For once in my life.
It was that kind of decision.
I was the generation brought up straddling the beginning of the Women’s Movement. For half my upbringing I was “encouraged” to be demure around men. While my mother continued to go beyond encouragement in this area (a woman asking a man out received the tersely-spoken title puttana), the media and culture changed rapidly, for the most part taking me with it.
However, as a single woman, while I wasn’t exactly waiting to be chased, I certainly believed that winning my hand should require some Herculean effort. In addition, the idea of that Sicilian lightening bolt that they demonstrate in The Godfather had been drummed into my head. Yet no one I met made me weak in the knees with just a glance and a smile, so rarely had anyone been encouraged to go further. In today’s terms, no one “had me at ‘hello’.”
Needless to say, by my late 20s, not only was I not in a significant relationship, I hadn’t yet been in one, in spite of being “engaged” – in name only – for a brief time when I was barely 20, an event I’d rather be among the forgotten moments of my early adulthood.
Now, here I was, 28 years old and this guy I knew only as a voice on the telephone had asked me out.
And stood me up.
I was working for a local newspaper, writing obituaries and social notices. He worked for a funeral home. One night he was required to call in nine obits, a phenomenal number for one funeral home in a rural area. Truly, they were all standard notices, no horrendous event had taken place. I accused him of going out and killing people just so he could talk to me.
We got to be friendly and not long after that he asked me out on a Friday evening. He’d call me to finalize and scribbled my home number.
Friday came and went. No phone call.
Well, Miss Iggy, that’s what you get for being so forward. So much for Mr. Dirtman and his swarmy voice.
Sunday I was back at work, arriving in the nick of time to a ringing phone.
“Oh good, it’s you.”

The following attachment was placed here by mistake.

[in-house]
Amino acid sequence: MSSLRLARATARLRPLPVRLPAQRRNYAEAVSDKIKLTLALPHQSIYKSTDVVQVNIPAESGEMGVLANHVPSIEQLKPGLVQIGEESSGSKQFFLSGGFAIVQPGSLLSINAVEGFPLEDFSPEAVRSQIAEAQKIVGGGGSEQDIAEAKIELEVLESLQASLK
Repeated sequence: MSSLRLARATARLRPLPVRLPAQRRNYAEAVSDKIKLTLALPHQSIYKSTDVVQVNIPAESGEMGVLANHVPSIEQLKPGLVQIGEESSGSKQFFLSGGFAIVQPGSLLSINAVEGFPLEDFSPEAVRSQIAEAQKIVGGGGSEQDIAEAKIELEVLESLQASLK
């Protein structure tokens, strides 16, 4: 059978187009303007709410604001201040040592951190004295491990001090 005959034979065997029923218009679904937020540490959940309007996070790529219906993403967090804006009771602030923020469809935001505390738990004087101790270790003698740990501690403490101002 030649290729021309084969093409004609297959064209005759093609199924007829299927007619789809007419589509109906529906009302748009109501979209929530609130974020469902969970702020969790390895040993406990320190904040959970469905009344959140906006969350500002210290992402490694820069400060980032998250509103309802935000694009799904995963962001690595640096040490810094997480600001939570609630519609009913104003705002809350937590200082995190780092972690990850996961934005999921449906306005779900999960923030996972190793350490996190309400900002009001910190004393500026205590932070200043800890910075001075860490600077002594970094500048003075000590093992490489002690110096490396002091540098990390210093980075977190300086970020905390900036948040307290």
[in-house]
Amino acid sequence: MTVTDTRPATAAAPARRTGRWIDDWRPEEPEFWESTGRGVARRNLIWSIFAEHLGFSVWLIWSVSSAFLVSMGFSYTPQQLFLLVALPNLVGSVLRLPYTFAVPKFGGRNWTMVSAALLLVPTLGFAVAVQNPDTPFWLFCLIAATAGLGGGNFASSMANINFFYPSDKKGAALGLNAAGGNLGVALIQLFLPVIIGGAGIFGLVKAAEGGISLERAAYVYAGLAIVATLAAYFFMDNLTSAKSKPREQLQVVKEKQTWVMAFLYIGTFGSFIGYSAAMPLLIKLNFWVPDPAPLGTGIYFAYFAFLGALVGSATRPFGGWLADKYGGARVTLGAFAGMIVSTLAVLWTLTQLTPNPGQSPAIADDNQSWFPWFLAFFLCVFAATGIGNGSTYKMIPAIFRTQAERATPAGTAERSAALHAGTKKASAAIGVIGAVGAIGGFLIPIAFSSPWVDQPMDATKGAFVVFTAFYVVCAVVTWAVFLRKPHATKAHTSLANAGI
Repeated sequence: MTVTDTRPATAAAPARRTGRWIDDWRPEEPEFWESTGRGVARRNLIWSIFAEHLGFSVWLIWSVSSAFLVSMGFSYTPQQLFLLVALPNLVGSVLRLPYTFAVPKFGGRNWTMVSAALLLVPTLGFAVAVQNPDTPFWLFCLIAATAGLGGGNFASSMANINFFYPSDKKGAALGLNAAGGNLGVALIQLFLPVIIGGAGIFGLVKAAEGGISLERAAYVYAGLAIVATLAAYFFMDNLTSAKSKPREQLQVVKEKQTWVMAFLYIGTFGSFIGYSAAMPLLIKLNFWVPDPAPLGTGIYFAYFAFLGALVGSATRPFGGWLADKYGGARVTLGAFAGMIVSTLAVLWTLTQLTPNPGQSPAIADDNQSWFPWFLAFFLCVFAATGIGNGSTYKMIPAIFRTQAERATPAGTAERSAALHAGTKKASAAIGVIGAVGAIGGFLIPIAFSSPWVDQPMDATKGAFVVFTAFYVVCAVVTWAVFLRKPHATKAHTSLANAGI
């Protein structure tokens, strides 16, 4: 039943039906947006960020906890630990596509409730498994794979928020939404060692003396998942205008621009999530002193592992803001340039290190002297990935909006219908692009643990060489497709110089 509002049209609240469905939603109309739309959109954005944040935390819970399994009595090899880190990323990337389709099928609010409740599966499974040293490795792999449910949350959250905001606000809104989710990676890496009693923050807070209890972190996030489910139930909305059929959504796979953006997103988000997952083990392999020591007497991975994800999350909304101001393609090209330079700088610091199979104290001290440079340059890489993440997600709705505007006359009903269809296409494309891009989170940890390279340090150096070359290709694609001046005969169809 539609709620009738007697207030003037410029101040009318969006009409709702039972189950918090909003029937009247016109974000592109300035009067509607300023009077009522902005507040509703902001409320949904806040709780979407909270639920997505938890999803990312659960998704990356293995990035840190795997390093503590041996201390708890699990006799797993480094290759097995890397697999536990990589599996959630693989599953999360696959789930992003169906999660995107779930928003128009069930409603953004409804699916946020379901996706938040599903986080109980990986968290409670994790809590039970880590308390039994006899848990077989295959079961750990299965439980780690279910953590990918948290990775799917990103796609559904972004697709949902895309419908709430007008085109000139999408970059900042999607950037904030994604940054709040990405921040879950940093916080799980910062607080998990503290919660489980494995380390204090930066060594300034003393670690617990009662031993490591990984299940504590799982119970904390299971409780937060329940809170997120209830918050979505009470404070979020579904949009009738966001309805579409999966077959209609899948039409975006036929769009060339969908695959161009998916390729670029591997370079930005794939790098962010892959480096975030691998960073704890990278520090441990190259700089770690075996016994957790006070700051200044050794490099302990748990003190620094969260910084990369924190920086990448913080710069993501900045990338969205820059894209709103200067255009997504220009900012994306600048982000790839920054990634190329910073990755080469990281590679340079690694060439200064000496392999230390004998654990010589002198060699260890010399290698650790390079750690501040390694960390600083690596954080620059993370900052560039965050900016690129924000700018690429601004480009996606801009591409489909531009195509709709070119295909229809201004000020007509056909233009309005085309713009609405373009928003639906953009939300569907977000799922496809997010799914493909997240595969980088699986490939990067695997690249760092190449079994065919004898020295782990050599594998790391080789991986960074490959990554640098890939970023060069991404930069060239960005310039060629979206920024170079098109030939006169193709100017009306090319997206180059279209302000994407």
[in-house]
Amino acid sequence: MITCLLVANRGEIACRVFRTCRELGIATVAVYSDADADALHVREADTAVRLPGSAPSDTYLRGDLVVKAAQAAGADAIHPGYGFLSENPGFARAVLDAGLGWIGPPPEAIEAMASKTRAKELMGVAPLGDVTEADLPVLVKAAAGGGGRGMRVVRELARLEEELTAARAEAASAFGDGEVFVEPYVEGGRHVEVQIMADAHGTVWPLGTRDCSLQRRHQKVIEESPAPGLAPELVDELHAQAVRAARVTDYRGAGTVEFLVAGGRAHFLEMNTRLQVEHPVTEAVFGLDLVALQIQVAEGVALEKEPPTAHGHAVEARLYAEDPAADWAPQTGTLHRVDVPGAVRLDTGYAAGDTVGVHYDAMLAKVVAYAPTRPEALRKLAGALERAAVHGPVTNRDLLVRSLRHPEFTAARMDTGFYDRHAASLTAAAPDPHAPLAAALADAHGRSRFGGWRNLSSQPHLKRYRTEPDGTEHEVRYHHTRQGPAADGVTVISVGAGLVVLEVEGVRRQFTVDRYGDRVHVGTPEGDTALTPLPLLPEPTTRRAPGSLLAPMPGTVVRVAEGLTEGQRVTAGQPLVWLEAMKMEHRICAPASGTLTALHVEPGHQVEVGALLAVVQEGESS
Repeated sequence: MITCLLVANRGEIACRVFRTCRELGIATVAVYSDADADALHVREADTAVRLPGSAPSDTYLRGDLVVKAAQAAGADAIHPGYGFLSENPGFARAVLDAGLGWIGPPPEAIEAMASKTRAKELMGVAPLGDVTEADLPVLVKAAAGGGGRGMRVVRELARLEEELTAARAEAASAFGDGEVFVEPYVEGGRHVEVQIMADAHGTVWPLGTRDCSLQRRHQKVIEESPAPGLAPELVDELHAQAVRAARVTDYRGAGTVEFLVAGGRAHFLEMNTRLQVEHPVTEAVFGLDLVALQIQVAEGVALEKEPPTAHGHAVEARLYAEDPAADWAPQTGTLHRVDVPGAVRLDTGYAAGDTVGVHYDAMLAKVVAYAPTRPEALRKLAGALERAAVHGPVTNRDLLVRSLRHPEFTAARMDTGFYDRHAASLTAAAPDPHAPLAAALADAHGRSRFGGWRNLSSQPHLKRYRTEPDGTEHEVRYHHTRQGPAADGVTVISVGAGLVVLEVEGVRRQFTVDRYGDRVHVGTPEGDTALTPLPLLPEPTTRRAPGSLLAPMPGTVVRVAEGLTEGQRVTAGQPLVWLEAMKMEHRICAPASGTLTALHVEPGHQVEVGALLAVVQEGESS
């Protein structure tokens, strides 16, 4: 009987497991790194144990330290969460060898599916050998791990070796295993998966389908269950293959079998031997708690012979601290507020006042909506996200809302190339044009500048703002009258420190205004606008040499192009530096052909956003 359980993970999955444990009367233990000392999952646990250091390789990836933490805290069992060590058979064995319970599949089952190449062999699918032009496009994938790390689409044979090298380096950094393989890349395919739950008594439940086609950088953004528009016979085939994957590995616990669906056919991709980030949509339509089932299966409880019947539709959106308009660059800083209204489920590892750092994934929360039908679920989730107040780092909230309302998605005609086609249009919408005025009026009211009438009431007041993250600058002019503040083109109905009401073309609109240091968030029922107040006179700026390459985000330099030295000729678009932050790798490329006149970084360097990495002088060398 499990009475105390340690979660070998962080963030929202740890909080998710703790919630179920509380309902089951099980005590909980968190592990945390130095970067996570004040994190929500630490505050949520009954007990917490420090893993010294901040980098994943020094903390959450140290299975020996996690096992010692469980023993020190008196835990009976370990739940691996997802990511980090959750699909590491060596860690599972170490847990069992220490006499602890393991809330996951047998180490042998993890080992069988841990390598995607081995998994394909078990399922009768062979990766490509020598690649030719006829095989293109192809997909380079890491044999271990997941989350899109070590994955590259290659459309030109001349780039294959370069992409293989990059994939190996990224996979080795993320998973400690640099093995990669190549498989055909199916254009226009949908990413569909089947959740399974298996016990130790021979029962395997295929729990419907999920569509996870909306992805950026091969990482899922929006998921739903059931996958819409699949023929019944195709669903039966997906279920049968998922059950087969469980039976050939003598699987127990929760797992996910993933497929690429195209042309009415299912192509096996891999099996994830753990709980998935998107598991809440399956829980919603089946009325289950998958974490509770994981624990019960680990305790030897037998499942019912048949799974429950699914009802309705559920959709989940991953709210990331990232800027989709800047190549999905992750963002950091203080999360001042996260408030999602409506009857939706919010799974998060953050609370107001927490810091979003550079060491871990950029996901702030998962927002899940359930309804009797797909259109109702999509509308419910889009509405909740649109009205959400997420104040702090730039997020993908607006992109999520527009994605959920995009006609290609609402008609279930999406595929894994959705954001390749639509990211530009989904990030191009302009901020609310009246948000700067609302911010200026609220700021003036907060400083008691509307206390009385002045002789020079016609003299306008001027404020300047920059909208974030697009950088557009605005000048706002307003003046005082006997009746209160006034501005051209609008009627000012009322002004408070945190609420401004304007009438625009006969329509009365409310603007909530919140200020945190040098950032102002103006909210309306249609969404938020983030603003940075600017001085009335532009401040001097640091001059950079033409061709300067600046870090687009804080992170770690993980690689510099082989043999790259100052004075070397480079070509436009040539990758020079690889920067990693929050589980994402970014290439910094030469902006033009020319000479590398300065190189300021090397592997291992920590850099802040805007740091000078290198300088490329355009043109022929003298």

“Do you have an obit?” I asked coldly. Believe me, I know how to talk ice.
“Well, yeah, but it’s not ready...”
“Then who do you want to talk to?” Because you ain’t talkin’ to me, jadrool.
“I lost the paper I wrote your number on and they wouldn’t give me your number or call you on your day off,” he said. “But I thought surely you’d understand why I didn’t call after you heard about the murder.”
“I work for a newspaper, buddy,” I sneered with my best
I hung up. Behind me, the city desk editor was leaning against the doorjamb, coffee and donut in hand, waiting to say his usual “hello, anything new.”
“’Ja hear about the murder last Friday?” he asked around a mouthful of cruller. “Let me know when they call in the obit.”
The usual Sisiggy would have let the whole thing slide. It wasn’t meant to be. If he really felt bad, he would have driven the 40 miles to the newspaper and been waiting for me with a bouquet of flowers and an “I’m sorry” on his lips. (I know – this is Dirtman we’re talking about. That would have required 40 minutes of driving followed by a wait of indeterminate length, way more focus-time than he’s capable of committing to…but I didn’t know this at the time.) The usual Sisiggy would have told him to leave her alone. The usual Sisiggy would have gone into immediate hibernation, dragging several pints of coffee ice cream into the cave with her.
Fortunately, the usual Sisiggy had had enough of herself of late and decided to employ that philosophy of philosophies: It Couldn’t Hurt…
I met him at The Ground Round. I ordered scotch on the rocks so he wouldn’t think I was an inexperienced drinker he could get drunk and have his way with. I hate scotch.
The day before Valentine’s Day we were driving down to Virginia Tech for some dinner. He asked me to read him the newspaper while he drove. I started on page 1.
“No! Read me the obit page.”
“I read the obit page when I laid it out last night.”
“Okay,” I said begrudgingly, snapping the paper back. I scanned by work from the previous night. Same obits, same ads, only…
Instead of the car ad we’d placed at the bottom of the page:
“Sisiggy: We met on this page, we’ll end up on this page. Will you spend the rest of your life with me? Dirtman.”
A Herculean effort.
And a lightening bolt.
So, 20 years later, 19 years after the wedding, I guess the chance worked out.
The previous post was supposed to be a picture extravaganza but Blogger isn't cooperating. Envision lots of pictures of me and Dirtman, thinner and with less gray hair, smiling. I'd be the one in uncharacteristic white and Dirtman will look like a maitre 'd. I hate weddings.